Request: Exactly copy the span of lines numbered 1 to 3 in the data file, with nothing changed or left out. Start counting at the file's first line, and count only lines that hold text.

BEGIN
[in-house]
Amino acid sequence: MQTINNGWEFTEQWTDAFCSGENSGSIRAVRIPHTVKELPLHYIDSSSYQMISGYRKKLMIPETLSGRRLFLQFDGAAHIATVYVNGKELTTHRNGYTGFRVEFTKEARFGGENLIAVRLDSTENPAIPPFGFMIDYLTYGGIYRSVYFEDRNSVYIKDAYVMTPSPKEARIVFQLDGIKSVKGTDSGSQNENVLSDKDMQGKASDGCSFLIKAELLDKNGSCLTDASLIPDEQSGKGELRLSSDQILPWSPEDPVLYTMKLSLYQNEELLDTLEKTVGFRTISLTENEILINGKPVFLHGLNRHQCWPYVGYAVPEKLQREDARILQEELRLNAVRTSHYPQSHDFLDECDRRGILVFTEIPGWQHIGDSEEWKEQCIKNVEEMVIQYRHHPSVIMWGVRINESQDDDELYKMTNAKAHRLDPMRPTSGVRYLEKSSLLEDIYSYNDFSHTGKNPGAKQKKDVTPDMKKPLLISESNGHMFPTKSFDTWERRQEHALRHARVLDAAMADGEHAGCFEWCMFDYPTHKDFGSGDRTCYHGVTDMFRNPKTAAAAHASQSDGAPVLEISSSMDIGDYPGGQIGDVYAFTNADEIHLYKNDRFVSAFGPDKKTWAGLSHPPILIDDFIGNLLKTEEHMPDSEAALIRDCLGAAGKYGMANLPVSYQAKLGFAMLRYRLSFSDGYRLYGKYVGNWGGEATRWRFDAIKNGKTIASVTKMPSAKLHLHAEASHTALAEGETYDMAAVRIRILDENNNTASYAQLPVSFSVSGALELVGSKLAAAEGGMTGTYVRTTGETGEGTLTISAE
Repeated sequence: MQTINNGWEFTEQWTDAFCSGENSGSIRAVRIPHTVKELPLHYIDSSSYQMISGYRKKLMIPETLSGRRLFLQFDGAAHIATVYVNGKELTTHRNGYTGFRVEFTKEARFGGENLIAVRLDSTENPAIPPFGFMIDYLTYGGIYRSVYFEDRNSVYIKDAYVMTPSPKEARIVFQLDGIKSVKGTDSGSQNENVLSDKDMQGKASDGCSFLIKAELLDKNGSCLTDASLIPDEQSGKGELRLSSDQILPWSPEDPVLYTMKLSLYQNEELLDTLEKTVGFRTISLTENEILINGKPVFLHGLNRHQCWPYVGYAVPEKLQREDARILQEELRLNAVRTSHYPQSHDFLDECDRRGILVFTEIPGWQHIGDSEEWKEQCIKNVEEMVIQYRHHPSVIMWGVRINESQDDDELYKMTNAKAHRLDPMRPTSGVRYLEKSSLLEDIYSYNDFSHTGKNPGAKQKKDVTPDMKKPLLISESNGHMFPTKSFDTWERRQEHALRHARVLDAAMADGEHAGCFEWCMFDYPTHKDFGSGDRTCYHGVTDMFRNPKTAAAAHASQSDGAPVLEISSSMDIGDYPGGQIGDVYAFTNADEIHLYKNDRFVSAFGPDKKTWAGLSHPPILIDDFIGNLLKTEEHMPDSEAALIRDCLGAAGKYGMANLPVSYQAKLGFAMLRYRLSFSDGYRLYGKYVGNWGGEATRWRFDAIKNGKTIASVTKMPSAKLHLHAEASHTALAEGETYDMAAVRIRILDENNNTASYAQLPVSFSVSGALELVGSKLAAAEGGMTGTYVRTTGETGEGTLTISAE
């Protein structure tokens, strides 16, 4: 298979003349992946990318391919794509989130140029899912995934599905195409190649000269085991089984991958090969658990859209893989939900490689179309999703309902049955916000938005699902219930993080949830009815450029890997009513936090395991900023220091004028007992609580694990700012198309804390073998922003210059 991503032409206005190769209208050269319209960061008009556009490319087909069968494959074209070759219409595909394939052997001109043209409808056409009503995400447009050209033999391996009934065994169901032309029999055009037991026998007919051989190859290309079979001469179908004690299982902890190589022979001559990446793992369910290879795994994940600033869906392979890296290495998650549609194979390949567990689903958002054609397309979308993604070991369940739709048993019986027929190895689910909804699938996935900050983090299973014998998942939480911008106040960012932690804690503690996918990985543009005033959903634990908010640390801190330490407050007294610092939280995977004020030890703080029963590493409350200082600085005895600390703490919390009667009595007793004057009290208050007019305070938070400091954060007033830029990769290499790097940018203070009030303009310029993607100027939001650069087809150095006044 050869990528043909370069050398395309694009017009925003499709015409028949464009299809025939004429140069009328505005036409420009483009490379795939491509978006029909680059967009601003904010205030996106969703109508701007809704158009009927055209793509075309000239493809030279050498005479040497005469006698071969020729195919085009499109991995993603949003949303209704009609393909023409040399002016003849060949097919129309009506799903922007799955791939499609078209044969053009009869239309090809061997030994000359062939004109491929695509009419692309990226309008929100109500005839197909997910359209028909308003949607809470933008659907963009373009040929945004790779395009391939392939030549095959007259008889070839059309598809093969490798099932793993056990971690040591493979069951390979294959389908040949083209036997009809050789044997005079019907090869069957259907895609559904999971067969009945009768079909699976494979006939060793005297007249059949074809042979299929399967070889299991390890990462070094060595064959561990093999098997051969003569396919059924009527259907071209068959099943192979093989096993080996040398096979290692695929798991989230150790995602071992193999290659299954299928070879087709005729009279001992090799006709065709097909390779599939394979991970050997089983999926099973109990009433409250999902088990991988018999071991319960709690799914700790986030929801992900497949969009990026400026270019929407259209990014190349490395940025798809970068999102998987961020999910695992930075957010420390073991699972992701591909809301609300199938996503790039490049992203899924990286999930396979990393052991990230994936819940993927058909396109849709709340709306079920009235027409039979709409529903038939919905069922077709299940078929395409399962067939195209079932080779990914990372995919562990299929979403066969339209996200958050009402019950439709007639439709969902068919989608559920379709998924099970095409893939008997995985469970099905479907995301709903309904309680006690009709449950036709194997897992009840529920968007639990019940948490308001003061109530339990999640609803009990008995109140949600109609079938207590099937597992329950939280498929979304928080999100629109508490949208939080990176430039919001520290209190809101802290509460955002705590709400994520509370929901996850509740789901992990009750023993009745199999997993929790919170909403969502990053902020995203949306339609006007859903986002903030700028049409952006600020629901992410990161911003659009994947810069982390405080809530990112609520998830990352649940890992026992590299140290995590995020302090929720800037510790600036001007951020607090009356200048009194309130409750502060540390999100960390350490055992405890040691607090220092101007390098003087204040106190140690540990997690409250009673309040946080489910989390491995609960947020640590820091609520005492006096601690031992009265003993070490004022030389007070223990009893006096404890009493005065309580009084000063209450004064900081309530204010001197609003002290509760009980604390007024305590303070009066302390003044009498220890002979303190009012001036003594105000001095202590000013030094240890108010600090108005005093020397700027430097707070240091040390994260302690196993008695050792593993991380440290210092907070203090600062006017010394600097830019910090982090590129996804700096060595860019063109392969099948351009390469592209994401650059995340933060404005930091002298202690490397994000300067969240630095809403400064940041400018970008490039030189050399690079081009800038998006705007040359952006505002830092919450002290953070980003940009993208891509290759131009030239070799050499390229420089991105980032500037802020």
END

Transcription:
[in-house]
Amino acid sequence: MQTINNGWEFTEQWTDAFCSGENSGSIRAVRIPHTVKELPLHYIDSSSYQMISGYRKKLMIPETLSGRRLFLQFDGAAHIATVYVNGKELTTHRNGYTGFRVEFTKEARFGGENLIAVRLDSTENPAIPPFGFMIDYLTYGGIYRSVYFEDRNSVYIKDAYVMTPSPKEARIVFQLDGIKSVKGTDSGSQNENVLSDKDMQGKASDGCSFLIKAELLDKNGSCLTDASLIPDEQSGKGELRLSSDQILPWSPEDPVLYTMKLSLYQNEELLDTLEKTVGFRTISLTENEILINGKPVFLHGLNRHQCWPYVGYAVPEKLQREDARILQEELRLNAVRTSHYPQSHDFLDECDRRGILVFTEIPGWQHIGDSEEWKEQCIKNVEEMVIQYRHHPSVIMWGVRINESQDDDELYKMTNAKAHRLDPMRPTSGVRYLEKSSLLEDIYSYNDFSHTGKNPGAKQKKDVTPDMKKPLLISESNGHMFPTKSFDTWERRQEHALRHARVLDAAMADGEHAGCFEWCMFDYPTHKDFGSGDRTCYHGVTDMFRNPKTAAAAHASQSDGAPVLEISSSMDIGDYPGGQIGDVYAFTNADEIHLYKNDRFVSAFGPDKKTWAGLSHPPILIDDFIGNLLKTEEHMPDSEAALIRDCLGAAGKYGMANLPVSYQAKLGFAMLRYRLSFSDGYRLYGKYVGNWGGEATRWRFDAIKNGKTIASVTKMPSAKLHLHAEASHTALAEGETYDMAAVRIRILDENNNTASYAQLPVSFSVSGALELVGSKLAAAEGGMTGTYVRTTGETGEGTLTISAE
Repeated sequence: MQTINNGWEFTEQWTDAFCSGENSGSIRAVRIPHTVKELPLHYIDSSSYQMISGYRKKLMIPETLSGRRLFLQFDGAAHIATVYVNGKELTTHRNGYTGFRVEFTKEARFGGENLIAVRLDSTENPAIPPFGFMIDYLTYGGIYRSVYFEDRNSVYIKDAYVMTPSPKEARIVFQLDGIKSVKGTDSGSQNENVLSDKDMQGKASDGCSFLIKAELLDKNGSCLTDASLIPDEQSGKGELRLSSDQILPWSPEDPVLYTMKLSLYQNEELLDTLEKTVGFRTISLTENEILINGKPVFLHGLNRHQCWPYVGYAVPEKLQREDARILQEELRLNAVRTSHYPQSHDFLDECDRRGILVFTEIPGWQHIGDSEEWKEQCIKNVEEMVIQYRHHPSVIMWGVRINESQDDDELYKMTNAKAHRLDPMRPTSGVRYLEKSSLLEDIYSYNDFSHTGKNPGAKQKKDVTPDMKKPLLISESNGHMFPTKSFDTWERRQEHALRHARVLDAAMADGEHAGCFEWCMFDYPTHKDFGSGDRTCYHGVTDMFRNPKTAAAAHASQSDGAPVLEISSSMDIGDYPGGQIGDVYAFTNADEIHLYKNDRFVSAFGPDKKTWAGLSHPPILIDDFIGNLLKTEEHMPDSEAALIRDCLGAAGKYGMANLPVSYQAKLGFAMLRYRLSFSDGYRLYGKYVGNWGGEATRWRFDAIKNGKTIASVTKMPSAKLHLHAEASHTALAEGETYDMAAVRIRILDENNNTASYAQLPVSFSVSGALELVGSKLAAAEGGMTGTYVRTTGETGEGTLTISAE